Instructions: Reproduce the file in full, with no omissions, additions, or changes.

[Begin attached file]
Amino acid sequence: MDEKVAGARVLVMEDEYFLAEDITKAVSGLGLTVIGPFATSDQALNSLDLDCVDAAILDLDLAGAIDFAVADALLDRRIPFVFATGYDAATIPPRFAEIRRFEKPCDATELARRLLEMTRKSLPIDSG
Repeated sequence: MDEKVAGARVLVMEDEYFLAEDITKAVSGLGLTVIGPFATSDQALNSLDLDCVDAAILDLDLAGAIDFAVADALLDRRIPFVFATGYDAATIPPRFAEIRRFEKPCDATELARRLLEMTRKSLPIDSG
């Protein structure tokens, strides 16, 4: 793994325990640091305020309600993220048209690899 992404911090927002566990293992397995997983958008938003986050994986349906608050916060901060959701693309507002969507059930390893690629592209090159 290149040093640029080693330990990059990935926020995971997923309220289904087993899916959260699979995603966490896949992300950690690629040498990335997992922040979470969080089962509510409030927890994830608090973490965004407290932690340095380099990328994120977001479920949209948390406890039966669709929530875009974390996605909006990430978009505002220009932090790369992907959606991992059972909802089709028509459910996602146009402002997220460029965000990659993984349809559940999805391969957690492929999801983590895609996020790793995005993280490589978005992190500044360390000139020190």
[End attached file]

Amino acid sequence: MDEKVAGARVLVMEDEYFLAEDITKAVSGLGLTVIGPFATSDQALNSLDLDCVDAAILDLDLAGAIDFAVADALLDRRIPFVFATGYDAATIPPRFAEIRRFEKPCDATELARRLLEMTRKSLPIDSG
Repeated sequence: MDEKVAGARVLVMEDEYFLAEDITKAVSGLGLTVIGPFATSDQALNSLDLDCVDAAILDLDLAGAIDFAVADALLDRRIPFVFATGYDAATIPPRFAEIRRFEKPCDATELARRLLEMTRKSLPIDSG
């Protein structure tokens, strides 16, 4: 793994325990640091305020309600993220048209690899 992404911090927002566990293992397995997983958008938003986050994986349906608050916060901060959701693309507002969507059930390893690629592209090159 290149040093640029080693330990990059990935926020995971997923309220289904087993899916959260699979995603966490896949992300950690690629040498990335997992922040979470969080089962509510409030927890994830608090973490965004407290932690340095380099990328994120977001479920949209948390406890039966669709929530875009974390996605909006990430978009505002220009932090790369992907959606991992059972909802089709028509459910996602146009402002997220460029965000990659993984349809559940999805391969957690492929999801983590895609996020790793995005993280490589978005992190500044360390000139020190």